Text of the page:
In most cases wheeling will take place over a combination of municipal and Eskom networks which will mean that generators will need to comply with the regulations and policies of both authorities.
Overstrand Municipality is in the process of identifying municipal buildings (roof tops) that might be suitable for retrofitting in terms of roof area, orientation, trees and shading. This will be included in the mini-Integrated Resource Plan (IRP) that will be done by the end of February 2024. The IRP will assist with finding funding.
Two retrofit traffic lights in Hermanus (one at the Sandbaai intersection and the other at CTM) have been installed.
Overstrand Municipality is encouraging the installation of private small-scale embedded generation (SSEG) systems.
There are already ± 45 businesses and residents in the Overstrand that are registered to feed excess electricity into the municipal grid - generating roughly 1 MW of electricity through solar panels.
Solar photovoltaic (PV) systems can be installed on rooftops of all sizes. The electricity it generates is considered clean energy, and can be stored in batteries, used directly, or fed back into the electricity grid.
Residents must keep in mind that registration of all small-scale embedded generation (SSEG) installations is mandatory, even if you are not feeding into the grid.
This is not to ‘tax’ people but to ensure that the power quality is not compromised and that the municipal personnel are not exposed to unnecessary danger whilst conducting repairs and maintenance on the network.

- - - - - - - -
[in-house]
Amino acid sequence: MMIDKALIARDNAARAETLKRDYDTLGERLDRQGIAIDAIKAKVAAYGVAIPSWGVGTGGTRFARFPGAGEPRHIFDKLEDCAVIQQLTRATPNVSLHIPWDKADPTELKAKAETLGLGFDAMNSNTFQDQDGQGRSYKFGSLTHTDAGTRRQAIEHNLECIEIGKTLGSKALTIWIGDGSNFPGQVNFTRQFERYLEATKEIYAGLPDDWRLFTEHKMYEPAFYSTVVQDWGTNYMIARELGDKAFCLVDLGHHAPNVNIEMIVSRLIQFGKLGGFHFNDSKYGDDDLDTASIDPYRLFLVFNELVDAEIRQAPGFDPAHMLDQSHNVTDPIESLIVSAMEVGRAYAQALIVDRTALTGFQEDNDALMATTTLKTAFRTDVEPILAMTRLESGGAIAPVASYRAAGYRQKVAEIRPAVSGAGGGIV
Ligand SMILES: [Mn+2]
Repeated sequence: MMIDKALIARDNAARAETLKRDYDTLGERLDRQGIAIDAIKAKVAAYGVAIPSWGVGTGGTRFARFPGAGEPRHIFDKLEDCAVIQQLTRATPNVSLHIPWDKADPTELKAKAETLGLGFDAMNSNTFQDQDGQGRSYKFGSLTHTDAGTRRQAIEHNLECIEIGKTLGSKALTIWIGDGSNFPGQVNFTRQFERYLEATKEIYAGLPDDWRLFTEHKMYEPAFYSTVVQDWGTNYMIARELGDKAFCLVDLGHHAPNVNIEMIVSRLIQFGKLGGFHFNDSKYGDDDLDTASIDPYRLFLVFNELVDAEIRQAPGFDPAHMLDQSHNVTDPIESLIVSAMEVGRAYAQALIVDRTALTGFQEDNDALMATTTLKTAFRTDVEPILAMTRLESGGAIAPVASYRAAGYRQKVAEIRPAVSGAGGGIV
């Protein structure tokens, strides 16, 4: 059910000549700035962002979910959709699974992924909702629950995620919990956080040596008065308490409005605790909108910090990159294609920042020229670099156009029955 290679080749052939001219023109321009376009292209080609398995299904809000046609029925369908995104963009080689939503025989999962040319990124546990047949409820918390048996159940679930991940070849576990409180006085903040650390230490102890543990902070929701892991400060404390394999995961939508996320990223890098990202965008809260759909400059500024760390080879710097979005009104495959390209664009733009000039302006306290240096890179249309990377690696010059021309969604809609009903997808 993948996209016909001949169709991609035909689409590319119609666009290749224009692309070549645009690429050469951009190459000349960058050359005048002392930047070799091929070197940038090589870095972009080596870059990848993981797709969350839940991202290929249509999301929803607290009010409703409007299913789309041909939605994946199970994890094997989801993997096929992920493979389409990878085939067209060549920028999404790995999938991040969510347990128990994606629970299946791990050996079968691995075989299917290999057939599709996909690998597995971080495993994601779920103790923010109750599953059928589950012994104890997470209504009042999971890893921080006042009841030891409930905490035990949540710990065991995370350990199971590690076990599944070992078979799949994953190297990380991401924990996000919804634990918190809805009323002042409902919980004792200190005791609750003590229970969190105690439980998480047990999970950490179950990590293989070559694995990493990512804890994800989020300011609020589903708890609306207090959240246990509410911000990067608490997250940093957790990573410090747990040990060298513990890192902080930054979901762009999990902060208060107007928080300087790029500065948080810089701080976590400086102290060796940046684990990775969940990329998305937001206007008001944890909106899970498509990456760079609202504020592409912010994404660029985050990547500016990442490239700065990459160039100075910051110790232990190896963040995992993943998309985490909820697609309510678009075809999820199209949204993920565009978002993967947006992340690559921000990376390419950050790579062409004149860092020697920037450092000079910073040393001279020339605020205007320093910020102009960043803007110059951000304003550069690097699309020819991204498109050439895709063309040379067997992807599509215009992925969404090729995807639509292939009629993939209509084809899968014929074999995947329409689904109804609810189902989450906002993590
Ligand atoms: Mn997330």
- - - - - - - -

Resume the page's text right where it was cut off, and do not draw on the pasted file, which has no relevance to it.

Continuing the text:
Many systems that claim to be off-grid are not electrically separated from the home’s wiring and are thus not technically off-grid. To qualify as an off-grid system, a solar PV system must be completely separated from the property’s wiring.
Another challenge for the Municipality is that many of the big suppliers would like to buy in at a minimum of 100kW. Overstrand uses an amount of 55kW electricity which includes the portion the Municipality buys, as well as the portion which residents buy directly from Eskom.
Connecting without approval is illegal
Unauthorised PV systems could interfere with Overstrand’s electricity supply, electricity demand management and future network planning.
• Connecting an unauthorised SSEG system to the grid can pose a safety risk to electricity maintenance staff and can also be a fire risk to your household if installed incorrectly.
• Insurance claims may be jeopardised if unauthorised systems are operated.
Customers wishing to install an SSEG system, regardless of its generation capacity, need to complete an application form and request written approval from the Municipality prior to the commencement of system procurement and installation. The approval process for an SSEG installation will vary, depending on the size of the system and consumer category.
The complete guidelines, forms and by-laws are available on the Overstrand website.